Since announcing his retirement Steve Sodernbergh has released two movies in the UK, firstly his brilliantly psychological thriller Side Effects and now his swan song, the HBO movie Behind the Candelabra. Side Effect’s has been one of the year’s finest movies so far, could he bow out on an ever better note?
Billed as ‘too gay for Hollywood’ Behind the Candelabra was picked up by HBO films and got its world premiere at Cannes last month and then debuted on American TV on May 26th.
The film takes a look into the life of Las Vegas’ show stealing piano performer Liberace and his long lasting secret relationship with a considerably young man called Scott Thorson.
Liberace, or Lee as we come to know him is brought to life in the most magnificent of fashions with Michael Douglas giving a show stopping performance filled with flamboyance and darkness in equal measure. Douglas isn’t alone in giving a brilliant performance however, Matt Damon takes on the role of Scott with confidence and gives a performance quite like nothing we’ve seen before, matching Douglas blow for blow and at times stealing the spotlight away himself.
It’s the aforementioned mix of flamboyance and darkness that really make this movie so entertaining, beneath all of Liberace’s fur coats and golden rings there was a darkness many never got the chance to see; a wickedness driven by ego that Sodernbergh and Douglas manage to dig beneath and portray on screen with some confidence and often humour.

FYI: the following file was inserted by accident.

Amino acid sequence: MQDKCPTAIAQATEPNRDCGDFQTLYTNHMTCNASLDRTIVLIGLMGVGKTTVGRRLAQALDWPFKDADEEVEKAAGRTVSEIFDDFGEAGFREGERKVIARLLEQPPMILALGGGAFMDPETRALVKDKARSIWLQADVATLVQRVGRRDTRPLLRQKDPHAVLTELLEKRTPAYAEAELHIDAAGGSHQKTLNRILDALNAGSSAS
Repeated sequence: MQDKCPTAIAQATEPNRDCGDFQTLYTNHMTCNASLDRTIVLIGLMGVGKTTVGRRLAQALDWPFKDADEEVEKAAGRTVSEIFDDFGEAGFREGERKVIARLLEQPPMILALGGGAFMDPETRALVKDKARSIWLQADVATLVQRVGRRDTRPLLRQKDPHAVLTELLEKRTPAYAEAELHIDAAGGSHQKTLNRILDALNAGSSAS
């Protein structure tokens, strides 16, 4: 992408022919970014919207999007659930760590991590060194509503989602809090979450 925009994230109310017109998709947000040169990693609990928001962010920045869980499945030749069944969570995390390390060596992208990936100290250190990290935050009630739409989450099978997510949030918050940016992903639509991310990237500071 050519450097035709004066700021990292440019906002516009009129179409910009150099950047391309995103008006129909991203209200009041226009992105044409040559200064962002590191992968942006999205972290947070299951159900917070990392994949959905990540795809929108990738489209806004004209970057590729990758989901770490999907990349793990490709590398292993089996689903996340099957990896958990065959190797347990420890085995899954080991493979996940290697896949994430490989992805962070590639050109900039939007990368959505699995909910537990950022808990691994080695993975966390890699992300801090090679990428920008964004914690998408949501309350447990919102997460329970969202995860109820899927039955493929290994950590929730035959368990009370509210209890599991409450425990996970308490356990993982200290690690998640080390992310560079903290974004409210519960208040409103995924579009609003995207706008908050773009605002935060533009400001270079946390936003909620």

Like many of Sodernberg’s works there is a distinct change in tone around two thirds of the way through the movie and one that some may struggle to deal with. After luring us in with a hilarious opening hour the movie takes a more serious turn that for me really worked, keeping the narrative moving well and also keeping me hugely entertained.
The credit for the humour must not just go down to the performances though, a razor sharp script filled with witty one liners and some excellent visual gags makes this possibly the funniest movie of 2013 so far. Credit here must also go to Rob Lowe, who is brilliantly cast as Lee’s personal plastic surgeon in some of the movies most memorable scenes.
Sodernbergh also handles the movie like an expert, stylishly made with sets and costumes that dazzle off the screen and some expert editing really makes this movie stand out as one of his finest.
Verdict: The movie hits all the notes as expertly as Liberace on his piano. A razor sharp script topped with some incredible performances this is one of the year’s best movies so far.
In the words of Liberace ‘too much of a good thing is wonderful’
Editor/6Towns film critic